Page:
Last week, US-CERT (the U.S. Computer Emergency Readiness Team) issued an alert about an old SAP security hole after a vendor flagged that attackers were still using it. The initial problem was that SAP had apparently fixed the hole some six years ago, but gave users the choice whether to protect themselves or not.

Candidly, that's an odd choice to offer IT execs, but it's easier to understand when remembering that SAP's business is selling software, not securing systems. Yes, selling systems that will allow huge security problems seems stunningly short-sighted but it's a sales-driven company.

Before jumping into the details of this alert, this situation raises the question of how much of a practical impact a US-CERT alert has. From SAP's perspective, they flagged this hole and gave customers the option to deal with it or ignore it. The "ignore it" option was attractive because it meant no disruption in service or functionality.

From an IT perspective, that's an interesting issue. "I could do this and be blamed today for the system going down while it's being patched—or I could roll the dice and hope that a security problem will happen on someone else's watch." That's why security patches should be mandatory. It's like giving a 4-year-old the choice of eating their spinach or having dessert. There are some choices that shouldn't be offered.

In theory, a US-CERT alert takes this issue up a level. A software patch notification may only go to IT but a US-CERT alert will cross the desks of the CISO's team. But—people, this is a 6-year-old hole. And it's not like no one discovered the hole until now. It was patched six years ago and widely announced and distributed six years ago. It's hard to take very seriously this kind of heads up from US-CERT. Reminding people of a 6-year-old patch is an emergency?

Let's take a look at what US-CERT said. The alert  said "The observed indicators relate to the abuse of the Invoker Servlet, a built-in functionality in SAP NetWeaver Application Server Java systems (SAP Java platforms). The Invoker Servlet contains a vulnerability that was patched by SAP in 2010. However, the vulnerability continues to affect outdated and misconfigured SAP systems. Exploitation of the Invoker Servlet vulnerability gives unauthenticated remote attackers full access to affected SAP platforms, providing complete control of the business information and processes on these systems, as well as potential access to other systems."

There is indeed a practical benefit to this. Six years is twice the lifetime of the typical enterprise CIO and is generally longer than most IT staff. In other words, there's a fine chance that almost no one on your IT team today was in the same job when this alert was issued. Even if they knew about the SAP patch and took it seriously, they could have easily assumed that their predecessors (OK, their predecessor's predecessors) had already patched it. A heads-up that bad guys are actively leveraging this hole is important.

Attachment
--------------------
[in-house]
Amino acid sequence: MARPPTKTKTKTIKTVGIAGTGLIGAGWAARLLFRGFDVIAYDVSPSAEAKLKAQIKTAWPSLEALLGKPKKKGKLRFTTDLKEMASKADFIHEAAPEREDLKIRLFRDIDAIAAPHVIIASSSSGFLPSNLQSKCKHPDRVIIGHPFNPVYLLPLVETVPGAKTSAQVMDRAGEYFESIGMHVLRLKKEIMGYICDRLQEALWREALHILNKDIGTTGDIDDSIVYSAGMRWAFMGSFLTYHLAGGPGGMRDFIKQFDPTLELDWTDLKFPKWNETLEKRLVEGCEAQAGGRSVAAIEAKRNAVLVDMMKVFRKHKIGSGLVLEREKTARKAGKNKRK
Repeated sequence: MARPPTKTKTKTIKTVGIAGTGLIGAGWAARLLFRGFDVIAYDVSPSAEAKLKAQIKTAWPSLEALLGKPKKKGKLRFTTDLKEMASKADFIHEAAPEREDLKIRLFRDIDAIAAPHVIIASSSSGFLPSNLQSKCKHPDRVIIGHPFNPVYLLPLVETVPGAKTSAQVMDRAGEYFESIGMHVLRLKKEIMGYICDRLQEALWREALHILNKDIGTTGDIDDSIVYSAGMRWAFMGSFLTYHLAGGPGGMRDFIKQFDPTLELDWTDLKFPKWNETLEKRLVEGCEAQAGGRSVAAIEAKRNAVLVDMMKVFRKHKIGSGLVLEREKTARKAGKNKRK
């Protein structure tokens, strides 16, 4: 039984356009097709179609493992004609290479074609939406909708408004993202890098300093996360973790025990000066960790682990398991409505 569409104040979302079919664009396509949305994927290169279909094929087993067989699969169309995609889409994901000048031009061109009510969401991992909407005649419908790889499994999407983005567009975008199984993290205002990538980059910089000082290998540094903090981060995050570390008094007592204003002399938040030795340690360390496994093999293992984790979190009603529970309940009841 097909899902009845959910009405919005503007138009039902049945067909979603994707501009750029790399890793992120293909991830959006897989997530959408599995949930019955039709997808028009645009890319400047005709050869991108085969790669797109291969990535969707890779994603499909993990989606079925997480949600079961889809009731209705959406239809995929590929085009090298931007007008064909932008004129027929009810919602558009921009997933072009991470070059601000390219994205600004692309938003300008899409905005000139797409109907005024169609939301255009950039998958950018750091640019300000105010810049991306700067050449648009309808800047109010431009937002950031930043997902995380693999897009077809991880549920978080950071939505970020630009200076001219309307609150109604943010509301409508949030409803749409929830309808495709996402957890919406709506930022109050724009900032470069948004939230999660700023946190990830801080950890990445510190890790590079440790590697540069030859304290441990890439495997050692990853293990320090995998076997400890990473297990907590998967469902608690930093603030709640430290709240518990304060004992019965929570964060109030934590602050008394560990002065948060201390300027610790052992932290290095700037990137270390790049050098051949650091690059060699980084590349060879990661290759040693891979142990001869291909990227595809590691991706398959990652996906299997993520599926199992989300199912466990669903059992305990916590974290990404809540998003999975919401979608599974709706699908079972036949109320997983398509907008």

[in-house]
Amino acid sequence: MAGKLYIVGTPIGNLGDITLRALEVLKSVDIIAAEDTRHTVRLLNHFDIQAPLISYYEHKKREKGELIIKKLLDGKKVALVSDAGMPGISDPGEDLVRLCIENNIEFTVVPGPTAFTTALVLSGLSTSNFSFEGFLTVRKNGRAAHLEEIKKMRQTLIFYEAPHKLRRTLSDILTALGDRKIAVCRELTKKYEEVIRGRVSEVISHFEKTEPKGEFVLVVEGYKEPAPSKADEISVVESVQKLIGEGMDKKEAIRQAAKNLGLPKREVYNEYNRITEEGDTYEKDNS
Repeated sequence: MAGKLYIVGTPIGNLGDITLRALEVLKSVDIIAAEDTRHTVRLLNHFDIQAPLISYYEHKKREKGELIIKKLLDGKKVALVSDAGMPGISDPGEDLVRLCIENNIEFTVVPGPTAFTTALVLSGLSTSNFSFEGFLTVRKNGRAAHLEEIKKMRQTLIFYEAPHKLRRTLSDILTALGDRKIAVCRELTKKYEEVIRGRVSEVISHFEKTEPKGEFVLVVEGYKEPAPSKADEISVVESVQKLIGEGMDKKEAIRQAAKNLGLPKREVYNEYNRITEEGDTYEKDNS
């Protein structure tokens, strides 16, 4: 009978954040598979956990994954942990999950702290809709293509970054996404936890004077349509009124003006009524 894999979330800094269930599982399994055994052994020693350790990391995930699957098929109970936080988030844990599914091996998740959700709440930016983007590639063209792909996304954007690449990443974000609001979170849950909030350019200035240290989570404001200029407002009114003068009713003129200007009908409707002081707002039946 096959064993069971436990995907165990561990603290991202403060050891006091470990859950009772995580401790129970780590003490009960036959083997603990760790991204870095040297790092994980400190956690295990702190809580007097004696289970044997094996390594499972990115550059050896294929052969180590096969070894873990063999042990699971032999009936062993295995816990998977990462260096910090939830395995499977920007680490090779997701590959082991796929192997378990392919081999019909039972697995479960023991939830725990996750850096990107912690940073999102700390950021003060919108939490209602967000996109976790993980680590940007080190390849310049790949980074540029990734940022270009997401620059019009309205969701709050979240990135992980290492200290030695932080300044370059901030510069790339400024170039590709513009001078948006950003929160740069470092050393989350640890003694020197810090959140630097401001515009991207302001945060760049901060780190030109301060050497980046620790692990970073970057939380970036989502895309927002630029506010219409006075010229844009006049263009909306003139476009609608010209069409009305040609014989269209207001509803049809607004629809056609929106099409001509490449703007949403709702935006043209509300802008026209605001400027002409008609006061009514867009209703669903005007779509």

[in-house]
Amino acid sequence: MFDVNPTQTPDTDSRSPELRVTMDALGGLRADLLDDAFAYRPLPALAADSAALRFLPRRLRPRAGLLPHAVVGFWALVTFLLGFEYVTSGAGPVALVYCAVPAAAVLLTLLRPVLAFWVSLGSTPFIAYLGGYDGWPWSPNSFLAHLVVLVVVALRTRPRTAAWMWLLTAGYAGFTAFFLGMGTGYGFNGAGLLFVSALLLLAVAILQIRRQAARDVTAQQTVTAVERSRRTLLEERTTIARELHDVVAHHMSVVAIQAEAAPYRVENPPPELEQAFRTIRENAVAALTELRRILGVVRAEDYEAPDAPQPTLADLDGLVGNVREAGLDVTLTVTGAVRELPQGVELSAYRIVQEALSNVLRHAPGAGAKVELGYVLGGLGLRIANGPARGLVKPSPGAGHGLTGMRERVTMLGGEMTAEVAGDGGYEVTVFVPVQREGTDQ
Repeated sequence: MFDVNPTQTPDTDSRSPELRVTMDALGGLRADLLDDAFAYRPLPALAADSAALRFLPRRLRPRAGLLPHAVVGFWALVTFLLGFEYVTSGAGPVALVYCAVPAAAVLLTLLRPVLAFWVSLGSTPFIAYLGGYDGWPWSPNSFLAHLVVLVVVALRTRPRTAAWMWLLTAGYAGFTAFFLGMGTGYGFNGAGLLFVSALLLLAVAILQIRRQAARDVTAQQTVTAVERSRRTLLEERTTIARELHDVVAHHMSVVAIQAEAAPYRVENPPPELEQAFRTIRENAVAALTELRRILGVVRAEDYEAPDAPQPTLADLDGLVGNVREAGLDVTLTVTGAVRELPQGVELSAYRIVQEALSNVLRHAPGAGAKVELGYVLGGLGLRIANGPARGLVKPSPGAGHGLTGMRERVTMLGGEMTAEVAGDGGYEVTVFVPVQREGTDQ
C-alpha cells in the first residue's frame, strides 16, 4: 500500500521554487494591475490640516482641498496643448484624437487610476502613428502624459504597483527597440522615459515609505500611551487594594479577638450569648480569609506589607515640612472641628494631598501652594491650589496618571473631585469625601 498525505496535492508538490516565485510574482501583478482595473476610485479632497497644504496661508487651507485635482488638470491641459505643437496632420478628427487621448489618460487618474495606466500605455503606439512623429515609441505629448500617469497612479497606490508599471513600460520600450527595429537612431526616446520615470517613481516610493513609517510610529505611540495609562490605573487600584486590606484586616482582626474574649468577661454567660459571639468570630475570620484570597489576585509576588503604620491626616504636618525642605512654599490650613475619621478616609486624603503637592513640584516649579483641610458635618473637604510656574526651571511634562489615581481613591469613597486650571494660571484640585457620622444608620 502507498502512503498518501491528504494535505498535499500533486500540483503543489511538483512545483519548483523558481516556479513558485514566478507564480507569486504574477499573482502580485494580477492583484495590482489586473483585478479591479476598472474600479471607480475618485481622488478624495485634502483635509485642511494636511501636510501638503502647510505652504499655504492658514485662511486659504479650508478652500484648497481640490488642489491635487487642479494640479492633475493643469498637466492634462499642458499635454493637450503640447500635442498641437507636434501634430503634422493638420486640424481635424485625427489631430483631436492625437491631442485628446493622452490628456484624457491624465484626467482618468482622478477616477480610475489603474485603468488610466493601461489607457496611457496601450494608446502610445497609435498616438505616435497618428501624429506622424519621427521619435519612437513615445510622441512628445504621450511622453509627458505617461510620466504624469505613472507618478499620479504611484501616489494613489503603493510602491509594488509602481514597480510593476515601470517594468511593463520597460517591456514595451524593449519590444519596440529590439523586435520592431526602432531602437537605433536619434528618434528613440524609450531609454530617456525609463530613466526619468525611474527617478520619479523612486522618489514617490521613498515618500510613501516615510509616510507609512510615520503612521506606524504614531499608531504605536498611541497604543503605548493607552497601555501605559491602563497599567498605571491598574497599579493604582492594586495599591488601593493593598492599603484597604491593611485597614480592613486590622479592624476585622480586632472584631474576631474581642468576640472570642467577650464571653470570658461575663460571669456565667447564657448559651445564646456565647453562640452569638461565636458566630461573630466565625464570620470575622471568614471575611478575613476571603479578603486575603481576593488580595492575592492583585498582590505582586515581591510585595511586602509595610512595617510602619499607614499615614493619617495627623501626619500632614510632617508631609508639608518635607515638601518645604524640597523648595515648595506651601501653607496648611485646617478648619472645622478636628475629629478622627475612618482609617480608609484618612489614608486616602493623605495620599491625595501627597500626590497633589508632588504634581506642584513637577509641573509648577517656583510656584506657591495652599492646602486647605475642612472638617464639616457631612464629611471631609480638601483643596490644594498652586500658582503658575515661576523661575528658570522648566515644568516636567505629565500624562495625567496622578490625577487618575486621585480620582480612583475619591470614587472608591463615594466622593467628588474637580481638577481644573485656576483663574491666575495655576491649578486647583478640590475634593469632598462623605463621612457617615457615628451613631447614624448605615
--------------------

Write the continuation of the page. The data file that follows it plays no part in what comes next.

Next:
More from the US-CERT advisory: "In order to mitigate this vulnerability, US-CERT recommends users and administrators implement SAP Security Note 1445998 and disable the Invoker Servlet. These recommendations apply to SAP systems in public, private, and hybrid cloud environments."

The alert then did something that US-CERT often does, which I would argue undermines overall US-CERT alerts. They listed a variety of garden-variety security steps—best practices, if you will—that serves to imply that this message is not important.

Here's what US-CERT suggested: "Scan systems for all known vulnerabilities, such as missing security patches and dangerous system configurations. Identify and analyze the security settings of SAP interfaces between systems and applications to understand risks posed by these trust relationships. Analyze systems for malicious or excessive user authorizations. Monitor systems for indicators of compromise resulting from the exploitation of vulnerabilities. Monitor systems for suspicious user behavior, including both privileged and non-privileged users. Apply threat intelligence on new vulnerabilities to improve the security posture against advanced targeted attacks. Define comprehensive security baselines for systems and continuously monitor for compliance violations and remediate detected deviations."

Really, US-CERT? "Monitor systems for suspicious user behavior, including both privileged and non-privileged users"? You don't see how that serves to dilute the perceived urgent and important nature of this alert?

That's much of the problem with US-CERT. They combine important alerts with obvious standard procedures, undermining their own alerts.

About Evan Schuman

Evan Schuman has covered IT issues for a lot longer than he'll ever admit. The founding editor of retail technology site StorefrontBacktalk, he's been a columnist for, RetailWeek, Computerworld and eWeek and his byline has appeared in titles ranging from BusinessWeek, VentureBeat and Fortune to The New York Times, USA Today, Reuters, The Philadelphia Inquirer, The Baltimore Sun, The Detroit News and The Atlanta Journal-Constitution. 

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